N° 36, 2012/1 – The European Soccer Space. Institutional Dynamics and Social Constructions
edited by William Gasparini, Jean-François Polo, 2012/1 (n°36)
William Gasparini, Jean-François Polo – The European Soccer Space. Institutional Dynamics and Social Constructions
William Gasparini, Mickaël Heidmann – The European Treatment of Young Migrant Football Players: A New Issue of Power at the European Level. New European Power Game
At the European level, we notice that the young migrant football players have often to face practices which are not complying with the European legislation in terms of immigration, as long as ethic principles for the Council of Europe. In the context of a new connection between the European Union and the Council of Europe since the entry into force of the Lisbon’s Treaty on December 1st 2009, our survey will aim at comprehending what is at stake in a new European migration’s policy toward the young professional sportsmen. An analysis carried out from the migration’s issue will allow us to understand the main questions of these crossroad and trans-national spaces where institutions, social groups and agents, among whom strategies and resources result, for the main part, from other structured social fields and which are contingent on the interests of groups and specific national stories, are in confrontation.
This piece looks on the transformation that European football has undergone in recent times. Whilst acknowledging the importance and validity of the what has been identified as a process of Europeanisation, the piece argues that some thought needs to be given to a “political economy” of football, particularly in the light of the current financial crisis. The concept of Financial Fair Play provides a useful focus for a consideration of the way in which profound questions are now being posed – both in football and in a wider context – regarding the accumulation and distribution of various forms of capital.
Based on the study of secondary fan attachments among fans of the German Bundesliga team Bayer Leverkusen, this paper explores articulations of Europeanness in contemporary football fandom. Drawing om qualitative audience research with textually and enunciatively active fans and tracing the complex and hybrid identity formations among fans that are articulated through multiple, transnational fan objects, the paper argues that Europeanisation facilitates post national attachments within a European frame of changing horizons of experience.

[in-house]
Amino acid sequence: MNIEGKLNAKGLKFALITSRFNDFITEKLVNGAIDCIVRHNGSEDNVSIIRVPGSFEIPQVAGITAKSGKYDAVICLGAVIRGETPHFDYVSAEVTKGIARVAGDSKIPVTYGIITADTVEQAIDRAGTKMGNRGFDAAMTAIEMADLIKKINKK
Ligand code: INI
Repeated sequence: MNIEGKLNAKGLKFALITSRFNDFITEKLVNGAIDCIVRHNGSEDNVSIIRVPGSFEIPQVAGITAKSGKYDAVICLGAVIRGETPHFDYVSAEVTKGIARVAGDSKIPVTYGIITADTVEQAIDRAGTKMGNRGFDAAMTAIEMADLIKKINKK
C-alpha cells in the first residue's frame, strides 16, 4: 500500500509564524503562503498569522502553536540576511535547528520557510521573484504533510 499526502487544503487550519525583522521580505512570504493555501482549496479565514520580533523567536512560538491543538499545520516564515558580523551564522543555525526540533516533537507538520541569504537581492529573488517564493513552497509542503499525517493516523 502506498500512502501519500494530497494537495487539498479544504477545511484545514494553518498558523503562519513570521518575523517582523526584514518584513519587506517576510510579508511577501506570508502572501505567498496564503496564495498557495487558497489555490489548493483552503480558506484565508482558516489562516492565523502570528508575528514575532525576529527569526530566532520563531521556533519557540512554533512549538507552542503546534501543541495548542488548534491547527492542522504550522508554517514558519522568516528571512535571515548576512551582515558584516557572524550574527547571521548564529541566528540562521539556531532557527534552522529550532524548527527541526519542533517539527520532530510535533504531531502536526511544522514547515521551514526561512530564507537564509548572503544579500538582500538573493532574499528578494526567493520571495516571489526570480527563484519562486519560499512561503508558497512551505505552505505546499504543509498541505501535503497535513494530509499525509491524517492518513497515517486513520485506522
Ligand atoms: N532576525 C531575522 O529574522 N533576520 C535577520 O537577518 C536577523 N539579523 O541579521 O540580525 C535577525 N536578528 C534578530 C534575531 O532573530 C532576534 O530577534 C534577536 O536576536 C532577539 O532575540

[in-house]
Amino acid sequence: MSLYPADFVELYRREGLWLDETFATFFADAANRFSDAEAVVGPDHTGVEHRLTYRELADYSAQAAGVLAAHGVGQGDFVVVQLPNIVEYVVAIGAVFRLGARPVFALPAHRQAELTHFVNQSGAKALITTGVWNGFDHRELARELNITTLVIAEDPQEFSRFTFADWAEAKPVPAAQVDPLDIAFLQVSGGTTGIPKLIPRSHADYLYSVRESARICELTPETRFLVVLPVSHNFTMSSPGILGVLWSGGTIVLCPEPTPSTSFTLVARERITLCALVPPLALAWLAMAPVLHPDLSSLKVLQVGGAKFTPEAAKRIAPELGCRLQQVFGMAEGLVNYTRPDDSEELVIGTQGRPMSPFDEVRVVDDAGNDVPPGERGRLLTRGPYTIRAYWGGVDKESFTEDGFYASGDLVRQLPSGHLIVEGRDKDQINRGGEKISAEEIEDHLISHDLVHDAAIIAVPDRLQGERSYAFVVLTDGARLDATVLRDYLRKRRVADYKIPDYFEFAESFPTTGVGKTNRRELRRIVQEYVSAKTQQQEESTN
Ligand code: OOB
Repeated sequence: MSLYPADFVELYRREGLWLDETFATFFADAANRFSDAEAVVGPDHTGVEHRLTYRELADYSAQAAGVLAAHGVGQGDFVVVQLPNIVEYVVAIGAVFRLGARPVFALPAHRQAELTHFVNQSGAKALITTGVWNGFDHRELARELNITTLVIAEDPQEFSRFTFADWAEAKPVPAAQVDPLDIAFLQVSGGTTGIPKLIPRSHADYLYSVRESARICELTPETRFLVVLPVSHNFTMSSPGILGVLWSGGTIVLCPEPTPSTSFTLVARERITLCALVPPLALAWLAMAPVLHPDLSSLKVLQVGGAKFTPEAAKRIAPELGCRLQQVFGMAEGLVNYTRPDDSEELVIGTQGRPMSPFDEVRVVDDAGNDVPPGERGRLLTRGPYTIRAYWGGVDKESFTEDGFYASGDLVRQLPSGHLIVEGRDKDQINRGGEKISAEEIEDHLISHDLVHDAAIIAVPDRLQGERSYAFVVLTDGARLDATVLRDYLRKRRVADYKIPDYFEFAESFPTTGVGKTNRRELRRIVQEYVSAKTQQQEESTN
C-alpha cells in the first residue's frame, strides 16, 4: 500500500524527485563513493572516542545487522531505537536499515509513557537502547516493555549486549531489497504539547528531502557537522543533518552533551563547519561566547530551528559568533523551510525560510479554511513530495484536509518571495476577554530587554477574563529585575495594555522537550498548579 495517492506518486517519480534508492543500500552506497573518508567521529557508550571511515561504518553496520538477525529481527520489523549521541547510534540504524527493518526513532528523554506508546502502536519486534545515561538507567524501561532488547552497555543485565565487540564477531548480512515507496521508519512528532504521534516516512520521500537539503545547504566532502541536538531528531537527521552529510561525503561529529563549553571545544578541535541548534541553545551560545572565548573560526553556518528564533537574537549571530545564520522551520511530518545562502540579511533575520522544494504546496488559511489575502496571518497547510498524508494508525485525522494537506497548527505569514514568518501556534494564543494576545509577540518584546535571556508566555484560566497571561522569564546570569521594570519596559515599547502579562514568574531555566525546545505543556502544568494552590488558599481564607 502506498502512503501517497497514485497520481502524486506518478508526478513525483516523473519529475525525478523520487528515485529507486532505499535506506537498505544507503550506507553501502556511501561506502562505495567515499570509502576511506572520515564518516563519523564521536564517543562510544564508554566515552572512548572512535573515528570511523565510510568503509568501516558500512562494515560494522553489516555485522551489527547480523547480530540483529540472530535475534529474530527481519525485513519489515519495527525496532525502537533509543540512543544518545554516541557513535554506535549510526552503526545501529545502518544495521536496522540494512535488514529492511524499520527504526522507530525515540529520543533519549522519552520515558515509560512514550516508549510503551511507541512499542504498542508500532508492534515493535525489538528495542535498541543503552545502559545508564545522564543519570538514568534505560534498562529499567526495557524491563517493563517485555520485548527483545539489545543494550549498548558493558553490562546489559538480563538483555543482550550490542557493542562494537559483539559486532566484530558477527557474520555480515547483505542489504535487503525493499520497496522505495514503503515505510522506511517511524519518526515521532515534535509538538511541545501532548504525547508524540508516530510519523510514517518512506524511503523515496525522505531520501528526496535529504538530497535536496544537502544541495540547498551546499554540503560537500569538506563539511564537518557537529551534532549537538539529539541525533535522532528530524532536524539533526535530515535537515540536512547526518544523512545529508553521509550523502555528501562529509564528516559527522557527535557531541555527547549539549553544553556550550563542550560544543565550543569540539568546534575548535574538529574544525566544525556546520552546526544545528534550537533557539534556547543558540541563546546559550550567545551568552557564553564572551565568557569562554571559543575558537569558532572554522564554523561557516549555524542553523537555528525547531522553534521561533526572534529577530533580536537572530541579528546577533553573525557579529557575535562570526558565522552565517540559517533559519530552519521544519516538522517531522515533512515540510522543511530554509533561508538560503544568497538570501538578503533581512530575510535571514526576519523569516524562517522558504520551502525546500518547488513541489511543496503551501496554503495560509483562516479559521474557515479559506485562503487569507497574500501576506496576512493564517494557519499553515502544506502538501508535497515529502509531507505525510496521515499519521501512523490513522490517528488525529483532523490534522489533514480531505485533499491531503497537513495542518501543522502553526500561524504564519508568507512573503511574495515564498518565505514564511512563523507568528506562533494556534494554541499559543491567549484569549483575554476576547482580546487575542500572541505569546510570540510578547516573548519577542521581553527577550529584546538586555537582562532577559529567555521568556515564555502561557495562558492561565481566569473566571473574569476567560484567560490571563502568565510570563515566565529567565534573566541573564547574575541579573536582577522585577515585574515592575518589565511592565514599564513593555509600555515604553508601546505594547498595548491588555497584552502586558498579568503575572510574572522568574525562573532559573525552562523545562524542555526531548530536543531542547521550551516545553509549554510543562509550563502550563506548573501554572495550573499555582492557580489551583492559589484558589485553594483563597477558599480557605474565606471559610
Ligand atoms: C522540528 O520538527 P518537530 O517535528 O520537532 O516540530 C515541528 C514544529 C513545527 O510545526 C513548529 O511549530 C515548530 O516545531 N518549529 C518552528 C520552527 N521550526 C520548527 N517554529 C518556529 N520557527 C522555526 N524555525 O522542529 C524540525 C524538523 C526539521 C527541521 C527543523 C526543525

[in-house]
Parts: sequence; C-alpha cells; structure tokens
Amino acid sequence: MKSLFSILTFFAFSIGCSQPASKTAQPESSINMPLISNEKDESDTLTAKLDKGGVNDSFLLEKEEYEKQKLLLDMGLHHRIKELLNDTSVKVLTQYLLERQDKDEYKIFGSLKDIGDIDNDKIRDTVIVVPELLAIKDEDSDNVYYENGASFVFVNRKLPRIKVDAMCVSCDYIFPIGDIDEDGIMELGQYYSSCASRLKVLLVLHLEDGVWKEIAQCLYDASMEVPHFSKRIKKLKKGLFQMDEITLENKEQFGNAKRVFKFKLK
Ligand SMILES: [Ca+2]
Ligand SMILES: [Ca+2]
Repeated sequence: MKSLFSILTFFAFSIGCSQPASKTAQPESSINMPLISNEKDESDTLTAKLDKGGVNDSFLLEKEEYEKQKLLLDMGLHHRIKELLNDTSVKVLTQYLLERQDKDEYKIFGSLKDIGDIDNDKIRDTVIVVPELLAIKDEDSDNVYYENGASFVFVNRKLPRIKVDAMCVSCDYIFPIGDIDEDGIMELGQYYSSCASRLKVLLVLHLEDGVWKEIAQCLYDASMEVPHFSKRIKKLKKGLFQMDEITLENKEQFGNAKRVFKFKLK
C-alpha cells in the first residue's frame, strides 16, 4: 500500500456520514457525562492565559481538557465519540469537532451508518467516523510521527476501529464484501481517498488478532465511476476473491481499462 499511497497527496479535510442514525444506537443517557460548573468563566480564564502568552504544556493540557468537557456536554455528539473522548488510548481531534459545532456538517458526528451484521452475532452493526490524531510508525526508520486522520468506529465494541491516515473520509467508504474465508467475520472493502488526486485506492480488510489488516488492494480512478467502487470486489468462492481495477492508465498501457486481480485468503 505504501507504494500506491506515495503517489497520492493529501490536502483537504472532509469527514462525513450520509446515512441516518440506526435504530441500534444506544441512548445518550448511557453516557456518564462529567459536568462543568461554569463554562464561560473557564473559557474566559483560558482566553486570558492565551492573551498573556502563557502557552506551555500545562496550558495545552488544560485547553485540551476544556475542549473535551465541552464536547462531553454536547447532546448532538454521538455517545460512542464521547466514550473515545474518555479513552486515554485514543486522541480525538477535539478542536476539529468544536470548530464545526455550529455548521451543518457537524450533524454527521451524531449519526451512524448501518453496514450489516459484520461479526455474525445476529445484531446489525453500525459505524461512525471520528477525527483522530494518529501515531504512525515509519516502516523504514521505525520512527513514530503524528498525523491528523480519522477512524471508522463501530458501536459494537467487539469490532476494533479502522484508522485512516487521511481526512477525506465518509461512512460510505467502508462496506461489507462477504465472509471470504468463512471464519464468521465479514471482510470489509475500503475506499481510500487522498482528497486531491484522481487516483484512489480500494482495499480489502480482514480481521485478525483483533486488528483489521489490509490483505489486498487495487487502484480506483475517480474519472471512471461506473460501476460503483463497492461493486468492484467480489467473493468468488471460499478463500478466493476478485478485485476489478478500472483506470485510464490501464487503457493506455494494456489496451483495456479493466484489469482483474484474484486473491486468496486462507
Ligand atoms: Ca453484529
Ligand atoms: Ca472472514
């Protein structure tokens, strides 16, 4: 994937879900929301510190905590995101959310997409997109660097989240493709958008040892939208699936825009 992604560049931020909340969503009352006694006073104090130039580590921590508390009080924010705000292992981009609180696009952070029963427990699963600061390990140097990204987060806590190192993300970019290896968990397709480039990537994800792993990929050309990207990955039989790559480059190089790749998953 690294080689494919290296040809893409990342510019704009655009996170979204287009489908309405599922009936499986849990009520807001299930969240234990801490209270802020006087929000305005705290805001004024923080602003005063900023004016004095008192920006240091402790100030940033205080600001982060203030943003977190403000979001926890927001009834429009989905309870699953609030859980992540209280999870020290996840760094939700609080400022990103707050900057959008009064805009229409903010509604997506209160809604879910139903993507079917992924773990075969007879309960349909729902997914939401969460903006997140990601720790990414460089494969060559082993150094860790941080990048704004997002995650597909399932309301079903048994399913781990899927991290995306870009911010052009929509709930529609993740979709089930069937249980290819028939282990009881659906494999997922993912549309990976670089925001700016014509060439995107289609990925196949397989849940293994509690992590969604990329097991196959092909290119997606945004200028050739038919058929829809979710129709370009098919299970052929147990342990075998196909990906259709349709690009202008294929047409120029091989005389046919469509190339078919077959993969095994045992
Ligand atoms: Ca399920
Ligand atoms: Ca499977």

Jean-François Polo – Political Stakes of Sport in Turkey. A Path to the EU?
In Turkey, sport has been continuously supported by the political authorities which try to promote the Turkish candidacy to the European Union through its capacity to organize sporting mega-events, its celebration of the Turkish sport victories or its use as an instrument of diplomacy. But sport, – being a social practice which participates to the dynamics of identity building – draws in Turkey tensions between “us” the Turks and “them” the Europeans which goes far beyond the sport fields and reveals the complex relationships of Turkey toward Europe which is reluctant to accept it in the EU.
Loïc Trégourès – Serbian Football Fans and the EU. Between Indifference and Rejection
The incidents in margin of the Belgrade Gay Parade in October 2010 showed that a few hundreds of very well organized hooligans were able to challenge the Serbian state. This parade, as well as the independence of Kosovo, are considered to be evidences of the degeneration of Serbian identity triggered off by Euro-atlantic integration. However, if the majority of Serbian football fans seem to be against European integration, the EU as such, though, is not the direct target of their political actions and revendications.
Alistair Cole, Romain Pasquier – The impact of European integration on centre/periphery relations. A comparison France/United-Kingdom
The core research question in this article is a straightforward one : has EU regional policy, interpreted as a form of Europeanisation, produced policy change ? What explanatory variables might explain such change, or resistance to change ? These questions give rise to consideration of three main hypotheses to explain change : those of misfit, convergence and mobilisation. The three hypotheses are “tested” with reference to two cases, France and the United Kingdom. The research thus captures two distinct state types that represent contrasting liberal democratic poles and yet contain sufficient variation to allow internal, as well as cross-national comparison. The cases considered offer some evidence of inertia (the management of structural funds reaffirming pre-existing national patterns of centre-periphery relations), some evidence of policy recalibration (in the UK devolved nations and the French regions), but none of policy transformation as a result of EU cohesion policy. As a more general point, structural funds policy is perhaps not the most appropriate instrument to measure policy change ; from this survey, structural funds are an epiphenomenon of deeper explanatory variables rooted mainly (but not exclusively) in domestic institutional orders and change.
Areas of Research
Xavier Saint Denis – Sociology of the European Union
Claire Visier – European and Turkish Opinions